ST. PAUL, Minn. (AP) — St. Paul’s top prosecutor said Friday she won’t pursue criminal charges against former Minnesota Republican Party chairman Tony Sutton for fundraising irregularities that have already led to fines against him and the GOP.
City attorney Sara Grewing said in a letter supplied to The Associated Press that it would be hard to prove Sutton was willfully violating a state law. The letter was issued to Common Cause Minnesota, the watchdog group that wanted Sutton charged for shielding expenses related to the 2010 gubernatorial recount.
The Campaign Finance and Public Disclosure Board ruled last month that Sutton improperly circumvented disclosure laws and fined him $3,000. As GOP chairman, Sutton helped arrange a shell company that he told regulators was designed to keep donor information private.
“While the Minnesota Campaign Finance Board did an extremely thorough job investigating this matter and assessing civil penalties, its finding of probable cause of a criminal violation does not necessarily merit a criminal prosecution,” Grewing wrote to Common Cause director Mike Dean. “While Mr. Sutton’s actions are troubling, and indeed go to the heart of what Minnesota’s campaign finance system is created to avoid, we believe that we would not be able to prove his criminal intent beyond a reasonable doubt in court.”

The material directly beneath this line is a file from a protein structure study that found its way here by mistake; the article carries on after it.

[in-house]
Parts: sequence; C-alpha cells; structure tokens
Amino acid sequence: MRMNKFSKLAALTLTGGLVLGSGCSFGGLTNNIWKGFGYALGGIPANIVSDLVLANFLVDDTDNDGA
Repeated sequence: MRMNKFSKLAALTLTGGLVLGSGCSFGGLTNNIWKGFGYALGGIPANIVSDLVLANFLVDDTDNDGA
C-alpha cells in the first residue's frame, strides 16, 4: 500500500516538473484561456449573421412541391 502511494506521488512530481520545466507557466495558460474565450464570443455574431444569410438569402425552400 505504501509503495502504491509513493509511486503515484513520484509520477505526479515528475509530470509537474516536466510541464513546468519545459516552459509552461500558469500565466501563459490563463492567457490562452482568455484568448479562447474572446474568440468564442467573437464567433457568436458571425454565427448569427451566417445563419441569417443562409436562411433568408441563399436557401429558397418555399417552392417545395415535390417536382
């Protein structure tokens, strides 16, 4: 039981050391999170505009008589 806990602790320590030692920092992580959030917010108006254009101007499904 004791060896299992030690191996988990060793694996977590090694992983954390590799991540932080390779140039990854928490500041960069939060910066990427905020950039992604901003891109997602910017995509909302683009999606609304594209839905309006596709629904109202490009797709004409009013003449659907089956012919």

Grewing said several prosecutors in her office reviewed the evidence before deciding against charging Sutton. Any charge he would have faced would have been a misdemeanor.
Sutton didn’t immediately return a call for comment. Messages left for Dean were also not returned immediately.
Sutton resigned as party chairman last winter amid reports that the state GOP was in dire financial shape. It was later revealed that the party was more than $2 million in debt, much of it tied to the recount. The corporation established to pay recount legal bills, Count Them All Properly, has barely made a dent in those costs. The GOP owes almost $580,000 to three law firms.
In its July ruling, the campaign board found that Sutton violated a state law barring circumvention of disclosure laws by redirecting a $30,000 contribution from a prominent GOP donor to Count Them All Properly.
Sutton was frank about the setup when asked about it by investigators, according to a transcript of a deposition released by the campaign board.
“I thought that that anonymity, you know, one of the appealing parts about it is it’s anonymous, doesn’t have to go on a finance report and that might appeal to potential contributors,” Sutton said.
Still, Sutton issued a statement last month disagreeing with the campaign board’s conclusion that he skirted state law.
The Republican Party was fined $27,000 for how it handled the money. The board also fined Count Them All Properly $3,000 and ordered it to detail its finances, which it has yet to do.
All the fines must be paid by mid-August or new penalties could be assessed.
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